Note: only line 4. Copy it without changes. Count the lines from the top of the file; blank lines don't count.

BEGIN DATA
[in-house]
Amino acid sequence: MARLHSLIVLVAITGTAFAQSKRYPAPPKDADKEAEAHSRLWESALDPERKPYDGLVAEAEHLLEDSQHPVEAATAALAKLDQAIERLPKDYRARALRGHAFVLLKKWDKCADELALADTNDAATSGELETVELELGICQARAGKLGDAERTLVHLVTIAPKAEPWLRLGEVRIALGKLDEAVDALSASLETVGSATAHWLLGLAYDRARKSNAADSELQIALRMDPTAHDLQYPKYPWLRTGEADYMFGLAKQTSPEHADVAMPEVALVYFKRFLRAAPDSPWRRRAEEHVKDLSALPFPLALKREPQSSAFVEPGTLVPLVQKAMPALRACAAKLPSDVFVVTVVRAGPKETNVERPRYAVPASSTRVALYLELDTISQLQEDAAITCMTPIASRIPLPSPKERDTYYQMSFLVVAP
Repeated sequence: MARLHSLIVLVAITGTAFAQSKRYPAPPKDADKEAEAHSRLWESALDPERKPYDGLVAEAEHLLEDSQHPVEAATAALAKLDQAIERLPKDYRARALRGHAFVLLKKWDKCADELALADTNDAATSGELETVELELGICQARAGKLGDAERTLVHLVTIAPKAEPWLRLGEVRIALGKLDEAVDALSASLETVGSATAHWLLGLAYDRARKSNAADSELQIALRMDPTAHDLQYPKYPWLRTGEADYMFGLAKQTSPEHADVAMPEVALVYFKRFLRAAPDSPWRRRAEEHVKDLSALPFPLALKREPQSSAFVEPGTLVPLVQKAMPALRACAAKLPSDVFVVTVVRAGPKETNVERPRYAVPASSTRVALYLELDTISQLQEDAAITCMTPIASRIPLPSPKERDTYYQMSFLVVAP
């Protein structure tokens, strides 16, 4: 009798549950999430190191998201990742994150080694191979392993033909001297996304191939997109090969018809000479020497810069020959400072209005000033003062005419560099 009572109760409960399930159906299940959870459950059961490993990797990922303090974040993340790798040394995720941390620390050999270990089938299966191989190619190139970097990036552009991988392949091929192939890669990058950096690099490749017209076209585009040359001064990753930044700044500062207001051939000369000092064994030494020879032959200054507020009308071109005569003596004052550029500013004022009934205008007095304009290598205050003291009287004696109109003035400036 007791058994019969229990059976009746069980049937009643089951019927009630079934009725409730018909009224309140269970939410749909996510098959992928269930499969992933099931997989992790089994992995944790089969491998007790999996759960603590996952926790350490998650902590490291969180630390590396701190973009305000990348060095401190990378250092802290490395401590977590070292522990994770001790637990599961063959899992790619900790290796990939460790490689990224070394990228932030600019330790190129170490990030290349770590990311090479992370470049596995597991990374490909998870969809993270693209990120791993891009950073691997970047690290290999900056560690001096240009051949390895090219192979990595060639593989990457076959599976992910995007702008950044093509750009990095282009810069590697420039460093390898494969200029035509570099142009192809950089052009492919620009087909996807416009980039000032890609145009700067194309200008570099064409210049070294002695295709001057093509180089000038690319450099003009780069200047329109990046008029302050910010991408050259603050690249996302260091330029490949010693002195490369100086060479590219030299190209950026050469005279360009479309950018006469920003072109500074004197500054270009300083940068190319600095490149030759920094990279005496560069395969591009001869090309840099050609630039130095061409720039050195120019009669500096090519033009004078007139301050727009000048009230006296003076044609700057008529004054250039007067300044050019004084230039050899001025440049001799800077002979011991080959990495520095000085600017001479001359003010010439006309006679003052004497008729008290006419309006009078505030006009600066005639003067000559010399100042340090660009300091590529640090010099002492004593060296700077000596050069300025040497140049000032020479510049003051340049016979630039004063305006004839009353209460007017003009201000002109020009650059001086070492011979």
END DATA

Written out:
């Protein structure tokens, strides 16, 4: 009798549950999430190191998201990742994150080694191979392993033909001297996304191939997109090969018809000479020497810069020959400072209005000033003062005419560099 009572109760409960399930159906299940959870459950059961490993990797990922303090974040993340790798040394995720941390620390050999270990089938299966191989190619190139970097990036552009991988392949091929192939890669990058950096690099490749017209076209585009040359001064990753930044700044500062207001051939000369000092064994030494020879032959200054507020009308071109005569003596004052550029500013004022009934205008007095304009290598205050003291009287004696109109003035400036 007791058994019969229990059976009746069980049937009643089951019927009630079934009725409730018909009224309140269970939410749909996510098959992928269930499969992933099931997989992790089994992995944790089969491998007790999996759960603590996952926790350490998650902590490291969180630390590396701190973009305000990348060095401190990378250092802290490395401590977590070292522990994770001790637990599961063959899992790619900790290796990939460790490689990224070394990228932030600019330790190129170490990030290349770590990311090479992370470049596995597991990374490909998870969809993270693209990120791993891009950073691997970047690290290999900056560690001096240009051949390895090219192979990595060639593989990457076959599976992910995007702008950044093509750009990095282009810069590697420039460093390898494969200029035509570099142009192809950089052009492919620009087909996807416009980039000032890609145009700067194309200008570099064409210049070294002695295709001057093509180089000038690319450099003009780069200047329109990046008029302050910010991408050259603050690249996302260091330029490949010693002195490369100086060479590219030299190209950026050469005279360009479309950018006469920003072109500074004197500054270009300083940068190319600095490149030759920094990279005496560069395969591009001869090309840099050609630039130095061409720039050195120019009669500096090519033009004078007139301050727009000048009230006296003076044609700057008529004054250039007067300044050019004084230039050899001025440049001799800077002979011991080959990495520095000085600017001479001359003010010439006309006679003052004497008729008290006419309006009078505030006009600066005639003067000559010399100042340090660009300091590529640090010099002492004593060296700077000596050069300025040497140049000032020479510049003051340049016979630039004063305006004839009353209460007017003009201000002109020009650059001086070492011979």